“Giroud is good when he plays completely on the offside line. Sometimes when he doesn’t get the ball enough he wants to come deep. That is not his game.”
The build-up to Cazorla’s goal against Spurs shows that the penny has dropped and his colleagues have recognised the value in getting closer to him. Wilshere certainly benefited from this with his goal on Wednesday night too. Because Giroud’s teammates now appreciate his hold up play, they are getting closer to him higher up the pitch, where his physicality is more dangerous.
So far as I see it, the main issue upfront is one of depth. To this end, Wenger hasn’t ruled out calling up a sympathetic ex for one last night of passion in the shape of Henry. Putting the romantic appeal of signing Henry to one side, a longer term option surely has to be the priority? Arsene pinpoints the loss of Gervinho and Chamakh as leaving us light upfront. But Gervinho has been a striker by default only and Chamakh hasn’t so much as a solitary minute of league football under his belt this season.
The striker market is likely to be competitive in January. The Manchester clubs look pretty well stocked up there. Other than that, most of our immediate competitors, both on our coat tails and hovering above us, will be looking to add in this area. But we have money. Plenty of it. We need a striker. So let’s buy a Mertesacking striker. Henry should be an absolute last resort. But it is a tough market.
The harsh reality is, we’re left to hoover up the players Madrid, Barca, United, City and Chelsea don’t want / need and that would improve our squad. That’s the position whether people like it or not. But I really would like to think some sort of scouting would take place before settling on Henry. I don’t think that task to be beyond a manager that is paid £7.5m a year. If we do plump for Thierry once more, the suspicion that we’re again prepared to “make do and mend” in a critical area of the pitch will linger.
The midfield is showing growing signs of understanding too I think. This piece from @hazzaboy21 talks about Wilshere’s return and its permutations. The article makes a pertinent point that, at least initially, Wilshere’s return has posed a problem for Arteta. Jack likes to play slightly higher up the pitch than Diaby did early in the season. The upshot has been that Arteta, Arsenal’s umbilical cord, has been cut adrift.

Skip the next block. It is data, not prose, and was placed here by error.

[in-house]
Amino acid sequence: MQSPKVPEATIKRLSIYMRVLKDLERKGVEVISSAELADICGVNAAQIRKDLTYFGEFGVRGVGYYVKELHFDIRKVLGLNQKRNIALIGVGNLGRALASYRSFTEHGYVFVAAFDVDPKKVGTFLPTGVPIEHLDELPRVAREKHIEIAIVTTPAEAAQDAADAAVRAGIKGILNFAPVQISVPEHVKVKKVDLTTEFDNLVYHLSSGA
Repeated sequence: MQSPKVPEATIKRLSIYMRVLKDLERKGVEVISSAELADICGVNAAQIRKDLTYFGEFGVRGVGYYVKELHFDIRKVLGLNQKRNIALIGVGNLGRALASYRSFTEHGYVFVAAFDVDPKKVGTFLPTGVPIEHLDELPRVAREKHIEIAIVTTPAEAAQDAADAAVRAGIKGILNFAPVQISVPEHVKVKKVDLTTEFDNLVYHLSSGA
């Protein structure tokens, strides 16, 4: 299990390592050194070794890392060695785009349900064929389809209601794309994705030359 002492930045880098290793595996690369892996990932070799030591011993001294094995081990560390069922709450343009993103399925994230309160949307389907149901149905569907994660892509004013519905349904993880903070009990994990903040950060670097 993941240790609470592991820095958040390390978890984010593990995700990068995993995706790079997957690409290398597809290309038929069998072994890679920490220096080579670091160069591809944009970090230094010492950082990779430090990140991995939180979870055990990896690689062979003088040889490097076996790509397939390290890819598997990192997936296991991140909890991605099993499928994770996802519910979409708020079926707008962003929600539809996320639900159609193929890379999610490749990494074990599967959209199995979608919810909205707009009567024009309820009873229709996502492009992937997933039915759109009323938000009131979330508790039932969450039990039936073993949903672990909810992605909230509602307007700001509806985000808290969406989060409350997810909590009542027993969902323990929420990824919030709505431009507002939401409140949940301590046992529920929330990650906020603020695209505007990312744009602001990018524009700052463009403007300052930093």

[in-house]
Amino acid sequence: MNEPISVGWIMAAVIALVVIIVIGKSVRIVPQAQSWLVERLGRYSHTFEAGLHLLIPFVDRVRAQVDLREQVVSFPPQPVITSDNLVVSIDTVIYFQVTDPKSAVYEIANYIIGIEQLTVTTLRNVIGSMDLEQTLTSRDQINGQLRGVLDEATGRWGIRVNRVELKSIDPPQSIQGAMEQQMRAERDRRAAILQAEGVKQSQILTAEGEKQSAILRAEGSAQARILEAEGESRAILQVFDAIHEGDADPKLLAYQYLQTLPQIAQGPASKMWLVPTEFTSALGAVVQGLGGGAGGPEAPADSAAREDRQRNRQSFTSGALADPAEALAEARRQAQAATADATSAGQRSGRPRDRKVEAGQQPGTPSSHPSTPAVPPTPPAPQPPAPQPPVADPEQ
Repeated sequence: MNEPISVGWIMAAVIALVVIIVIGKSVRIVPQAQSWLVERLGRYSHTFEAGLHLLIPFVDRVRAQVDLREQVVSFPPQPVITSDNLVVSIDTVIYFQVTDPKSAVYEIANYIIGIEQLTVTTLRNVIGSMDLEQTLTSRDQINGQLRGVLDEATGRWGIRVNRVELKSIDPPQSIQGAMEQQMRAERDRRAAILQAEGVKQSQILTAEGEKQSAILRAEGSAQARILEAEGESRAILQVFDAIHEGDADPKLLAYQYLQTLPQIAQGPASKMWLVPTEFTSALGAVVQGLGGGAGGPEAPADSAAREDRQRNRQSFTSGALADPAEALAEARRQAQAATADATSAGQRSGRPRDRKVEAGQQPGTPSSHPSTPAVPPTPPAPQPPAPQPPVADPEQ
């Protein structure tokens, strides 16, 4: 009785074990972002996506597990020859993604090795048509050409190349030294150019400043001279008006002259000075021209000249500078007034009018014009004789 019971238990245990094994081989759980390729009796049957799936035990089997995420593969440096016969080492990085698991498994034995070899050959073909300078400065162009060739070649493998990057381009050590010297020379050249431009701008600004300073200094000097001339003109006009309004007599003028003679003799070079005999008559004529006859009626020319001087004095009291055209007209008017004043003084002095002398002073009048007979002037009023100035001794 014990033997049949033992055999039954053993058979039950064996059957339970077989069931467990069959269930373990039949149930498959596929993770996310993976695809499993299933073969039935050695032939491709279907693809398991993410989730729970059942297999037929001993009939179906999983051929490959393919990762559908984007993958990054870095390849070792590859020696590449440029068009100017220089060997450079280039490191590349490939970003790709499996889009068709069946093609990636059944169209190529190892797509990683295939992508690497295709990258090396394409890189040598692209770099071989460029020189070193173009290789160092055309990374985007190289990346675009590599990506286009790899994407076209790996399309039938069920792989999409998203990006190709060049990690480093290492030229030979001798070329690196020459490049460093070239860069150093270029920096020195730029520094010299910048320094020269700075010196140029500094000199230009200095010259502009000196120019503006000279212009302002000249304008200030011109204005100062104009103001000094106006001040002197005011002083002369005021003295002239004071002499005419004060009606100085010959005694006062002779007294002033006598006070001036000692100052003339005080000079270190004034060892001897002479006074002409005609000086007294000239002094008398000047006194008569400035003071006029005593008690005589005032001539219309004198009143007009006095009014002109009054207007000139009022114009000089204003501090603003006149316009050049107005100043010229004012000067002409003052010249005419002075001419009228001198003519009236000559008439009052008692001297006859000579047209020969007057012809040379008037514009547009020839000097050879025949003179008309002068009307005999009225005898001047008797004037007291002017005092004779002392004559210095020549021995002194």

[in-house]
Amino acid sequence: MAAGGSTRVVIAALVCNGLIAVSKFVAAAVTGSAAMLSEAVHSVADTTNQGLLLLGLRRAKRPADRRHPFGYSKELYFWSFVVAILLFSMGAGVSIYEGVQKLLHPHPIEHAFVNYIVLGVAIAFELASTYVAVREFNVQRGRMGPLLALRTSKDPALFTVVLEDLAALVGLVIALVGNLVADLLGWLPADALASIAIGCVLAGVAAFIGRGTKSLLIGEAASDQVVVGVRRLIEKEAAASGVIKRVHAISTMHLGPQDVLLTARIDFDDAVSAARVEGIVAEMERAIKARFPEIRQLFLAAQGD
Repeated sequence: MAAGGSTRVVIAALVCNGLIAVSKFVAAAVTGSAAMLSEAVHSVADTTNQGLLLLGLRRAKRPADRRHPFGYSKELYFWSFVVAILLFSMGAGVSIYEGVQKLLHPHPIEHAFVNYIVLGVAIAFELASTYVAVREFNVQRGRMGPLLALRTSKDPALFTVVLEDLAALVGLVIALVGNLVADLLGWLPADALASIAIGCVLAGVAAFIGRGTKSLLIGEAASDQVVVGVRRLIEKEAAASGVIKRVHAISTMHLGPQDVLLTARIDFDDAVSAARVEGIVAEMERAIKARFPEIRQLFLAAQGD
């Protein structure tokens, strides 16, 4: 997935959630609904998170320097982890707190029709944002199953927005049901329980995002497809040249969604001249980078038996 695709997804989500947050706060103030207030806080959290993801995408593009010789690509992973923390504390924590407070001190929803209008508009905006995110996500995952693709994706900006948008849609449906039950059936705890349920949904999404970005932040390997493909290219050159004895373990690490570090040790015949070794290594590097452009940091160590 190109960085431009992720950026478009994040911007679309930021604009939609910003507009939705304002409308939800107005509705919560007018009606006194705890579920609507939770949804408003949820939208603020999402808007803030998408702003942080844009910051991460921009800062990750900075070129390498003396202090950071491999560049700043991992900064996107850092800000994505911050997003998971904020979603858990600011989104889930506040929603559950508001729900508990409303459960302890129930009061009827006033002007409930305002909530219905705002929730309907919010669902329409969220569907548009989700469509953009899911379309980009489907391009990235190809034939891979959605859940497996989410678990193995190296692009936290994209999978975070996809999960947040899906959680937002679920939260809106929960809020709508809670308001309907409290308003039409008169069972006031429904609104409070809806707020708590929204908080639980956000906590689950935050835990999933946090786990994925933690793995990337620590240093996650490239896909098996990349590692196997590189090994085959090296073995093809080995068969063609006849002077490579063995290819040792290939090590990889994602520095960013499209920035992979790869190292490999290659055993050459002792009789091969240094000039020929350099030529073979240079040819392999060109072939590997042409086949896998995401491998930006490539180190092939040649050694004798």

Opposing teams have found joy in sitting a withdrawn striker on Arteta to prevent him from germinating possession from deep. Jack has dovetailed much more effectively with Mikel in the last two games and that understanding will develop further given time. Villas Boas sent Clint Dempsey on at half time to play the withdrawn striker role, but the American was unable to prevent Arteta’s flow with Arsenal sitting deeper, poised like snakes in the grass, waiting to launch counter attacks.
Indeed, when asked about Jack’s goal on Wednesday night, Wenger was keen to emphasise his defensive responsibilities as Arsenal’s pivot, or ‘go between’ midfielder betwixt Arteta and Cazorla, “He should not be too obsessed by that (scoring goals). He defended well, he is the kind of player who has to be a complete midfielder not purely an offensive player.”
We’re in a stage where we play every three or four days now with a seemingly endless cavalcade of tough away matches on the horizon. Rotation will be required and we’re about to see just how much the manager trusts his squad. Hopefully the next time I write to you, another six points will have been greedily gobbled up, the remnants dribbling down our chins. Until then, yippi ki yay Mertesackers. LD.